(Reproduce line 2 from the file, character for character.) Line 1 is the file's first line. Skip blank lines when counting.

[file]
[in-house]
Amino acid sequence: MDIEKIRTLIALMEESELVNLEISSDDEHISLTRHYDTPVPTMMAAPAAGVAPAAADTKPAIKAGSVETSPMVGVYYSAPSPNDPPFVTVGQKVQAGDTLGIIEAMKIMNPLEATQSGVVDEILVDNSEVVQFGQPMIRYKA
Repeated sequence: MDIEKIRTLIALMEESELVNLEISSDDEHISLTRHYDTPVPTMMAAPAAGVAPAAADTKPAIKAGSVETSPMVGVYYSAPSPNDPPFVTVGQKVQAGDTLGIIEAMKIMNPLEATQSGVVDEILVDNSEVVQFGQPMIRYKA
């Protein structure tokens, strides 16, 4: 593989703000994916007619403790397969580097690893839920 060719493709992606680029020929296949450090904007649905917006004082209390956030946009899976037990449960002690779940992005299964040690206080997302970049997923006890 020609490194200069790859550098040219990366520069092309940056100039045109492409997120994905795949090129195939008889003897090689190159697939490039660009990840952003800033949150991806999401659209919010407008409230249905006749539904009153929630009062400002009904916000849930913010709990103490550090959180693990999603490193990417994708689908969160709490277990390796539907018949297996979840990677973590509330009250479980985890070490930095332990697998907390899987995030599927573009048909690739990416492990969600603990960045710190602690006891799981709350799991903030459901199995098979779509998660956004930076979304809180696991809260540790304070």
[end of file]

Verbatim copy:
Amino acid sequence: MDIEKIRTLIALMEESELVNLEISSDDEHISLTRHYDTPVPTMMAAPAAGVAPAAADTKPAIKAGSVETSPMVGVYYSAPSPNDPPFVTVGQKVQAGDTLGIIEAMKIMNPLEATQSGVVDEILVDNSEVVQFGQPMIRYKA